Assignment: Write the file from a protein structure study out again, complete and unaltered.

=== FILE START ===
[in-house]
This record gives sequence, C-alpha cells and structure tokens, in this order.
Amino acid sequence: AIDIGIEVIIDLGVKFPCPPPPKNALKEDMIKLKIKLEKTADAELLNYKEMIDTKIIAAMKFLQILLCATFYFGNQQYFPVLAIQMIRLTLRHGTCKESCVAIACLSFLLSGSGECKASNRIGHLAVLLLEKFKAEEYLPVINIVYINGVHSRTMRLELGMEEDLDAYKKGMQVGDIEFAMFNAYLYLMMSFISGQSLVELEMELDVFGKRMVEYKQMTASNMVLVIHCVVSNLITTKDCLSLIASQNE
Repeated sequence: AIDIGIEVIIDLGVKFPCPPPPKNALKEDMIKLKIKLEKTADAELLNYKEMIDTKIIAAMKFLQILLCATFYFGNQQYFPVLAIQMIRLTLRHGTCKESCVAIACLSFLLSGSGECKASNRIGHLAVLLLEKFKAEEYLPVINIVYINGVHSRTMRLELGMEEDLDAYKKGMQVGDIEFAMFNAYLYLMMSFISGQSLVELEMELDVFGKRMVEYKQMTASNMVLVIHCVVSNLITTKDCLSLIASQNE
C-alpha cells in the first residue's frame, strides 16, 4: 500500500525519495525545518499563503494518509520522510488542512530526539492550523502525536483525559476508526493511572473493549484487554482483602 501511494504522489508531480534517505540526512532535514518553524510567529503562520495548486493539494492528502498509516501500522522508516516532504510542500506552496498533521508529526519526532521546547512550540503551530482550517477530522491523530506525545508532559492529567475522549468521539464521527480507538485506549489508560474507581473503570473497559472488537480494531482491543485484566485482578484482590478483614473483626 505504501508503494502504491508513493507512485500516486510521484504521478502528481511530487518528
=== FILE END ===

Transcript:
[in-house]
This record gives sequence, C-alpha cells and structure tokens, in this order.
Amino acid sequence: AIDIGIEVIIDLGVKFPCPPPPKNALKEDMIKLKIKLEKTADAELLNYKEMIDTKIIAAMKFLQILLCATFYFGNQQYFPVLAIQMIRLTLRHGTCKESCVAIACLSFLLSGSGECKASNRIGHLAVLLLEKFKAEEYLPVINIVYINGVHSRTMRLELGMEEDLDAYKKGMQVGDIEFAMFNAYLYLMMSFISGQSLVELEMELDVFGKRMVEYKQMTASNMVLVIHCVVSNLITTKDCLSLIASQNE
Repeated sequence: AIDIGIEVIIDLGVKFPCPPPPKNALKEDMIKLKIKLEKTADAELLNYKEMIDTKIIAAMKFLQILLCATFYFGNQQYFPVLAIQMIRLTLRHGTCKESCVAIACLSFLLSGSGECKASNRIGHLAVLLLEKFKAEEYLPVINIVYINGVHSRTMRLELGMEEDLDAYKKGMQVGDIEFAMFNAYLYLMMSFISGQSLVELEMELDVFGKRMVEYKQMTASNMVLVIHCVVSNLITTKDCLSLIASQNE
C-alpha cells in the first residue's frame, strides 16, 4: 500500500525519495525545518499563503494518509520522510488542512530526539492550523502525536483525559476508526493511572473493549484487554482483602 501511494504522489508531480534517505540526512532535514518553524510567529503562520495548486493539494492528502498509516501500522522508516516532504510542500506552496498533521508529526519526532521546547512550540503551530482550517477530522491523530506525545508532559492529567475522549468521539464521527480507538485506549489508560474507581473503570473497559472488537480494531482491543485484566485482578484482590478483614473483626 505504501508503494502504491508513493507512485500516486510521484504521478502528481511530487518528